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Daughters of Darkness/Blood Spattered Bride, The 
Written by: on October 23rd, 2006

Theatrical Release Dates: Belgium, 1971 (Daughters of Darkness), Spain, 1972 (The Blood Spattered Bride)
Directors: Harry Kümel (Daughters of Darkness), Vicente Aranda (The Blood Spattered Bride)
Cast: John Karlen, Delphine Seyrig, Danielle Ouimet, Andrea Rau (Daughters of Darkness), Simón Andreu, Maribel Martín, Alexandra Bastedo, Rosa-Maria Rodrigues (The Blood Spattered Bride)

DVD released: October 31st, 2006
Approximate running time: 100 minutes (Daughters of Darkness), 101 minutes (The Blood Spattered Bride)
Aspect Ratio: 1.66:1 Anamorphic Widescreen (Daughters of Darkness), 1.85:1 Anamorphic Widescreen (The Blood Spattered Bride)
Rating: NR
Sound: Dolby Digital Mono English (Both Films)
Subtitles: N/A
DVD Release: Blue Underground
Region Coding: Region 0 NTSC
Retail Price: $29.95

Daughters of Darkness: Newlyweds are delayed on their way home to England. They are forced to stay at a European resort during its off season. Shortly after their arrival they meet one of the few guests staying at the resort a countess named Elizabeth Bathory and her servant Ilona. The newlyweds quickly fall prey to the countesses’ web of seduction which puts a strain on their marriage when they let jealousy get the better of them.

Harry Kümel’s Daughters of Darkness is one of the great examples of what a classic exploitation film should be with its blood soaked scenes of carnage and sexual escapades. The film far exceeds its limited budget with its sweeping camera shots that fully exploit every inch of the locations being used. The film is filled with atmosphere which extends to its hypnotic score and use of strong primary colors like red and blue.

Also one must not overlook the superb acting from the films four leads John Karlen (Dark Shadows) as the sadistic husband, Danielle Ouimet as the passive wife, Andrea Rau as the faithful servant who craves her own freedom form the countess and the most mesmerizing performance of all by actress Delphine Seyrig (Last Year at Marienbad) as the countess Elizabeth Bathory. Daughters of Darkness, was one of the first Euro-Cult titles that I stumbled across many years ago and watching once again only enhances my appreciation for this extraordinary film.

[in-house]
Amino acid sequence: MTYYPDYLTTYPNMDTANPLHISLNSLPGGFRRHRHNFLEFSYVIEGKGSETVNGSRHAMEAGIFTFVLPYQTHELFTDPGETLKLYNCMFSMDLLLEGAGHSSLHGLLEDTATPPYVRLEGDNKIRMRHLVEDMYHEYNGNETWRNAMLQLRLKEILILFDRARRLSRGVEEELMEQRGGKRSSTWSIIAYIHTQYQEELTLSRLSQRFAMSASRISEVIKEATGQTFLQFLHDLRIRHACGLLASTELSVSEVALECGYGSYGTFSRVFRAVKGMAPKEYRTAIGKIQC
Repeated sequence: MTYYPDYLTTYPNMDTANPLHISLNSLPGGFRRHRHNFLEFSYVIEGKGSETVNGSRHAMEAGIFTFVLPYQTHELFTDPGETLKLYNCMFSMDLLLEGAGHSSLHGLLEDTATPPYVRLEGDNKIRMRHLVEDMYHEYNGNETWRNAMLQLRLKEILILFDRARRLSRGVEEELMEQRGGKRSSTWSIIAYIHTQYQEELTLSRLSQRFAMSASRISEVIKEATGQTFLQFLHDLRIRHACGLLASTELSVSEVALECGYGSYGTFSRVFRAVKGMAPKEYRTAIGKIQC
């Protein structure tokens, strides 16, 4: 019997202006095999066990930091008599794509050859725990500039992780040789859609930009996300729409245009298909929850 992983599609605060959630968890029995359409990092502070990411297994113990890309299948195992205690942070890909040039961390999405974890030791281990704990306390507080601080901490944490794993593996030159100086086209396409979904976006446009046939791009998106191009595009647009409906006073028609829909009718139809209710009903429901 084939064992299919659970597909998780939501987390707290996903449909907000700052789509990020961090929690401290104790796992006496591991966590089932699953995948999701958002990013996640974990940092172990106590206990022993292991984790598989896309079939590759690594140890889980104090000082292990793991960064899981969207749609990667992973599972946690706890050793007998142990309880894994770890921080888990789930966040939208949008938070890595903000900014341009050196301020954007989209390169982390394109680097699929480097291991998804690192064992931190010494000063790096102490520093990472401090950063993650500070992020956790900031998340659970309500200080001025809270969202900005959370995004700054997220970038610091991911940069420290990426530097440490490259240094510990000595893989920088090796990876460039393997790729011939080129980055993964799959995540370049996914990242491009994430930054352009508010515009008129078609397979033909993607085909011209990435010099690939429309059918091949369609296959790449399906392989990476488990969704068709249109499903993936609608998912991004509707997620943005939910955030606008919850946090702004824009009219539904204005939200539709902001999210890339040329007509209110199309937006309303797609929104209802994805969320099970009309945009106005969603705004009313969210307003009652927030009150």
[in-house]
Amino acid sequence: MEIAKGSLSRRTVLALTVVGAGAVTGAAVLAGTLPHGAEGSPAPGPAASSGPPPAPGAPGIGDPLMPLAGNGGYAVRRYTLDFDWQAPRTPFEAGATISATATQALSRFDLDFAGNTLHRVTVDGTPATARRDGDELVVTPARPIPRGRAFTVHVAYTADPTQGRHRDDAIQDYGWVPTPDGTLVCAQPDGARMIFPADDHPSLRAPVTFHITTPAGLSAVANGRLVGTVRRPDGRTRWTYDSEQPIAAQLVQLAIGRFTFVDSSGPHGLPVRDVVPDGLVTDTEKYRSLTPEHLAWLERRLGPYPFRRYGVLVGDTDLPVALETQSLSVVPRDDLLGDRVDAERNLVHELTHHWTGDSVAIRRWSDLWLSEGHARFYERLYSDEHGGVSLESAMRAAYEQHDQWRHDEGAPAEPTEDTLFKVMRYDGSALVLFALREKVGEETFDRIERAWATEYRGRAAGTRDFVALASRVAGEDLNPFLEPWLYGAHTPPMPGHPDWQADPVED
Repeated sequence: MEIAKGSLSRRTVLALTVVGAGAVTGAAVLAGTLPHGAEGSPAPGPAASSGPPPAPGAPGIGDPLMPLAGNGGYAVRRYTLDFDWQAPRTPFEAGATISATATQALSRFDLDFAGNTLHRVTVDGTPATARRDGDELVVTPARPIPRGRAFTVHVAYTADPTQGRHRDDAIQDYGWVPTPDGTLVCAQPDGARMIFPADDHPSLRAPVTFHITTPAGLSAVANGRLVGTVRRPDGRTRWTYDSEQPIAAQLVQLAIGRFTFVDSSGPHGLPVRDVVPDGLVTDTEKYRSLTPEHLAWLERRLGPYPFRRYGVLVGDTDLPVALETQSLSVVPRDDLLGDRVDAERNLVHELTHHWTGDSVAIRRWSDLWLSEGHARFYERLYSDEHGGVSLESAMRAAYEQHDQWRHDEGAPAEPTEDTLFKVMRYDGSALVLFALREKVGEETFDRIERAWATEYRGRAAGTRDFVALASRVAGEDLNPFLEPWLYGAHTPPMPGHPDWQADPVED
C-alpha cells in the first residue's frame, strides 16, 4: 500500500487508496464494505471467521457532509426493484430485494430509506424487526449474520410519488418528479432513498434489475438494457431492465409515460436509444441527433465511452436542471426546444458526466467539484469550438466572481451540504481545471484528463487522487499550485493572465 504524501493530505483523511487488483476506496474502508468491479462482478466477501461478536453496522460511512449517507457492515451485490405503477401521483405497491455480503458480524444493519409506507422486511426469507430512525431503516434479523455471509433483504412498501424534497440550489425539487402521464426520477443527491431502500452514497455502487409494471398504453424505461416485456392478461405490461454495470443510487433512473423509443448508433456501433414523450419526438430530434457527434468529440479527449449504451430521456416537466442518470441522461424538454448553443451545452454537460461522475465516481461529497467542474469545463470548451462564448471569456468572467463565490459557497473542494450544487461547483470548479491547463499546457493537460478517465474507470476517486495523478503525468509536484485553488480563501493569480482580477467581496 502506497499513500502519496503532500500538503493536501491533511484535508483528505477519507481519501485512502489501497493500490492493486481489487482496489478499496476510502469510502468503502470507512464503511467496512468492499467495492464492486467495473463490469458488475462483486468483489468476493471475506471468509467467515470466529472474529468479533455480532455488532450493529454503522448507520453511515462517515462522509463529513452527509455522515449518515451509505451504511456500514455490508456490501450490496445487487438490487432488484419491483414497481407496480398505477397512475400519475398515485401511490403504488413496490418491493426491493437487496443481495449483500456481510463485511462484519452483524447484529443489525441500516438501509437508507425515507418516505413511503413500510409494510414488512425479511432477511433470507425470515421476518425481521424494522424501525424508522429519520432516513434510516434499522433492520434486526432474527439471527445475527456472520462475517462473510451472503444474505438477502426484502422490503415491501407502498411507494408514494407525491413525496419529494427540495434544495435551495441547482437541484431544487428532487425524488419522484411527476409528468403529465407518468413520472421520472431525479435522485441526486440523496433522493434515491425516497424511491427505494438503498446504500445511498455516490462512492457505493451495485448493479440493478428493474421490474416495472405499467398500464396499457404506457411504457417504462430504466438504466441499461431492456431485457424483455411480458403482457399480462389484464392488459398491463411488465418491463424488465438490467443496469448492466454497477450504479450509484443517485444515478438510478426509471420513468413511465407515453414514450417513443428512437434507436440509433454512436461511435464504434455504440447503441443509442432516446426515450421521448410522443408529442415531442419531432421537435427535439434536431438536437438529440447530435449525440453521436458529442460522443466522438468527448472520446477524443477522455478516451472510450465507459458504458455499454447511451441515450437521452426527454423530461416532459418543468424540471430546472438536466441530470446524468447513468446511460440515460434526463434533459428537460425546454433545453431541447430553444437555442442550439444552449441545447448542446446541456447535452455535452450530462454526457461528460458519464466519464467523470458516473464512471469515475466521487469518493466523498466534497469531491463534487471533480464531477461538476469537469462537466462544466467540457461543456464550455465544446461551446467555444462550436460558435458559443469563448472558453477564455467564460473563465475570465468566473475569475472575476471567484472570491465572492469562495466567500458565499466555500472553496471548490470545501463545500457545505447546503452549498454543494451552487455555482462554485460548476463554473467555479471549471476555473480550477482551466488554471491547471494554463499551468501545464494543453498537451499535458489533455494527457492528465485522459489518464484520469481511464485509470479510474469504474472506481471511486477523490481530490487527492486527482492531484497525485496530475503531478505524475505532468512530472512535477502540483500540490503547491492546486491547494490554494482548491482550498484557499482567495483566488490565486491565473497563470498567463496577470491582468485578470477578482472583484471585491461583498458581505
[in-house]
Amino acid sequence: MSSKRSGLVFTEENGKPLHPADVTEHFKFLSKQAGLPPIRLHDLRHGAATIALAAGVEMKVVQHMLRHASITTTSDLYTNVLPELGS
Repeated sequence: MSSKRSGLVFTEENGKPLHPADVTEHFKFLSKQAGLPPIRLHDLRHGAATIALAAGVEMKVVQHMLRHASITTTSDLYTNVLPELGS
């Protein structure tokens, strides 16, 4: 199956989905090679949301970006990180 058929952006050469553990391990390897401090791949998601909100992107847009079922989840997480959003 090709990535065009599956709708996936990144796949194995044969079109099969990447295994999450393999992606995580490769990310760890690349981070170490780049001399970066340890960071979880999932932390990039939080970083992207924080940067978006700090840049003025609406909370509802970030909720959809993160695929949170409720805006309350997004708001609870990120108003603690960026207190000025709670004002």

The Blood Spattered Bride:Susan is young bride who has trouble adjusting to marriage and her husbands’ often violent ways. The more Susan starts to dig deeper into her husbands’ family’s past the more her mental state deteriorates. Susan soon believes that she is being visited by Mircalla Karstein one of her husbands’ descendants who two hundred years before murdered her husband. Now she wants Susan to follow suit and kill her husband.

The Blood Spattered Bride was co-written and directed Vicente Aranda (The Exquisite Cadaver, Sex Change). The screenplay for The Blood Spattered Bride was adapted from Irish writer Sheridan Le Fanu’s novel tilted ‘Carmila’. This novel has been adapted several times for the silver screen. With the most famous adaptions being Carl Theodor Dreyer’s Vampyr, Blood and Roses, The Vampire Lovers and Let’s Scare Jessica to Death. The cinematographer on The Blood Spattered Bride was Fernando Arribas, who’s other notable films as a cinematographer include Death Walks in High Heels, Death Walks at Midnight, The Legend of Blood Castle and Cannibal Apocalypse.